What needs to change on the Linux desktop.

Posted: April 30, 2012. At: 2:24 PM. This was 6 years ago. Post ID: 3634
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The Linux desktop needs a change badly. There is an article and a video here: http://lunduke.com/?p=2953&cpage=1#comment-40465. Talking about what needs to change with the Linux distributions of today to improve the experience for the desktop users. I think that getting rid of the stupid and useless Unity desktop interface and implementing something that is actually usable for everyone and looks more professional as well. That is important in a corporate setting where you need a professional looking desktop and not a stupid looking Macintosh OS ripoff like Unity. Cinnamon on Linux Mint looks better, it is a fork of the Gnome 3 code providing a more Gnome 2 looking desktop for modern Linux distributions. The Gnome Shell desktop can be modified with extensions that provide a bottom panel and many other features. More drivers in the Linux kernel for Wireless devices will also help greatly, the Broadcom chipsets have drivers in the kernel, more are needed so that Ubuntu and Linux Mint will have better support for the WIFI chips integrated into modern laptops. As the users of these devices expect their hardware to work out of the box without too much hassle, having to install firmware should not be necessary for all hardware that is to run the Linux distribution of choice. It is 2012 and things should just work. That is why people purchase Apple Macintosh machines instead of a PC.

It is necessary to overhaul the desktop interface, but the drivers should be working well too. Linux Mint has good driver support for modern hardware, and the DVD ISO comes with many codecs out of the box allowing users to just install and be able to play multimedia content right away. Ubuntu has many codecs available, you just need to type sudo apt-get install ubuntu-restricted-extras to install the needed codecs and support for Macromedia flash content.That is a distribution that has won many fans worldwide. If you create a distribution with a nice desktop and good drivers and codec support that does not force a locked down tablet interface with limited customisation onto you, then you will gain more patrons. Are you listening Canonical? The Ubuntu distribution has an Android styled application store, with books available for download, but I prefer the Android application store, there are books available and many awesome applications. The Dolphin HD web browser is my choice for web browsing, and the 920 text editor, they both have tabbed interfaces. The 920 text editor even has a proper menu bar and icons for opening files, saving et-cetera. Sometimes it is hard to get the menu bar to appear with some Android applications, having it always visible is much better. I initially thought that the Google Android operating system would be available for PC as it was available for the Asus EEpc for a while, but it turned out to be a mobile phone and tablet operating system instead.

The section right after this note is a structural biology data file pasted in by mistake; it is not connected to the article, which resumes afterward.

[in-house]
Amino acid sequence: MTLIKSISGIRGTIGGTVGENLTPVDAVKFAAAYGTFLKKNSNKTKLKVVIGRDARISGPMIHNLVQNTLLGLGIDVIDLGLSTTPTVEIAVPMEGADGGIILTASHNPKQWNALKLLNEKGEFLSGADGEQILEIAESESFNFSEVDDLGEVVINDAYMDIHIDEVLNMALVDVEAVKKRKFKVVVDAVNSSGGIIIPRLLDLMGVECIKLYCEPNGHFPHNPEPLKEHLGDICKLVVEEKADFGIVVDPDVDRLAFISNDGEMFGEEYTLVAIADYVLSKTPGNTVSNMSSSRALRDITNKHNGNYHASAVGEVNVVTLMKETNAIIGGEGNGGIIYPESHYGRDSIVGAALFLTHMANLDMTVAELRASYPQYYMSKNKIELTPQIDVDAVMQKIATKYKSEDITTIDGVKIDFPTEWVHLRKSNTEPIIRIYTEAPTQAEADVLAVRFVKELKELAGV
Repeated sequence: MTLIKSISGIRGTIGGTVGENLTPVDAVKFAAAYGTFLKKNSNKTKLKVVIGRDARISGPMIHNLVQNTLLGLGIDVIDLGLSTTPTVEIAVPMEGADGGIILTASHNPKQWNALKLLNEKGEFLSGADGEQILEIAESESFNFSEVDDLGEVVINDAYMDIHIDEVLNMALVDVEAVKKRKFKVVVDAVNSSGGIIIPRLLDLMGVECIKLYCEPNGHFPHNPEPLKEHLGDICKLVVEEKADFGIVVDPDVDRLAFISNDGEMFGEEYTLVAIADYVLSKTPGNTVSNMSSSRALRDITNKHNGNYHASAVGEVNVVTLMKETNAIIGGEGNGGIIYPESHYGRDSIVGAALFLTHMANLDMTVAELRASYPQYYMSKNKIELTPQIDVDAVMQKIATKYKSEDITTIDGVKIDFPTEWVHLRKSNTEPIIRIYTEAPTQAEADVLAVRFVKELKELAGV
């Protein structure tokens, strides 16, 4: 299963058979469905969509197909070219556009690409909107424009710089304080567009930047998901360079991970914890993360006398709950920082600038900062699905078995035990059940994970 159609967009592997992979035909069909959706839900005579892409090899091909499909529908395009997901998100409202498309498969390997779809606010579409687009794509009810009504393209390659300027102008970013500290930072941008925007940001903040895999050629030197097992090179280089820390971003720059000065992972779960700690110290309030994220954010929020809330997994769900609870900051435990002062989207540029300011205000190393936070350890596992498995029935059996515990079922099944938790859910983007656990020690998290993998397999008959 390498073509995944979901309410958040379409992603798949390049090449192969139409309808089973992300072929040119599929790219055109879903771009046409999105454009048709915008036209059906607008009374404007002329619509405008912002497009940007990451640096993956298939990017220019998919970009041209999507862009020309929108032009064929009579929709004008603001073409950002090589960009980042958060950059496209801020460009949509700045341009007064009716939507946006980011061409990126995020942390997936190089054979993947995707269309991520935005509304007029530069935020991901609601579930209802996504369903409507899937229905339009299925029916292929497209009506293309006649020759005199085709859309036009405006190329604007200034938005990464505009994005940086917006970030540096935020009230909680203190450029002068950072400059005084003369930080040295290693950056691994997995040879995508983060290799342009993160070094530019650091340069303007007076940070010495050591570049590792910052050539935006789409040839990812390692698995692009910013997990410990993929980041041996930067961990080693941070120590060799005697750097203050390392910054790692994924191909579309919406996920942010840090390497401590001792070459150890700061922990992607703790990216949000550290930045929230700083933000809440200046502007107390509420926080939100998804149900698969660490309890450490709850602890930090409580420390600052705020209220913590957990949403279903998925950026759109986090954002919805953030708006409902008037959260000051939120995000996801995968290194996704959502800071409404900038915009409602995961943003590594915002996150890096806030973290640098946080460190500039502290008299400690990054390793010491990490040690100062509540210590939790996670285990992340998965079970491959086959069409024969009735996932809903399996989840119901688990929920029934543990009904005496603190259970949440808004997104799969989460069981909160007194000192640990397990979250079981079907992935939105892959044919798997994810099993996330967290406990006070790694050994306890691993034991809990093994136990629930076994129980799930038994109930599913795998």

Still better than the slow and annoying Symbian operating system.

2 responses to “What needs to change on the Linux desktop.

Ubuntu is the reason I switched to Debian Testing. It just suits me perfectly. Some people have had so much trouble with the Nvidia drivers and an open source driver that comes with the kernel would make so much sense. Once the open source drivers are in place, Linux will be a better contender on the desktop.

Broadcom need to write good drivers to start with. Major manufacturers (nVidia and ATI) need to open source their drivers for inclusion in the mainline kernel. Flash needs to die and the next HTML standard needs true multimedia support, not the watered down indecisive codec commitment that HTML5 received.

Choice in desktop environments is good, it’s like natural selection in software. If Unity is inferior it will eventually fade. There are always alternatives such as XFCE, LXDE, Enlightenment, Ratpoison, Openbox, etc.

Canonical contribute but they do not drive. Ubuntu has served its part in driving adoption of Linux, now the heavy lifting is being left to others. Valve are making Linux a viable gaming platform. Many fundamentals are now stable and Linux is changing from a behind-the-scenes server to a power user cloud platform.

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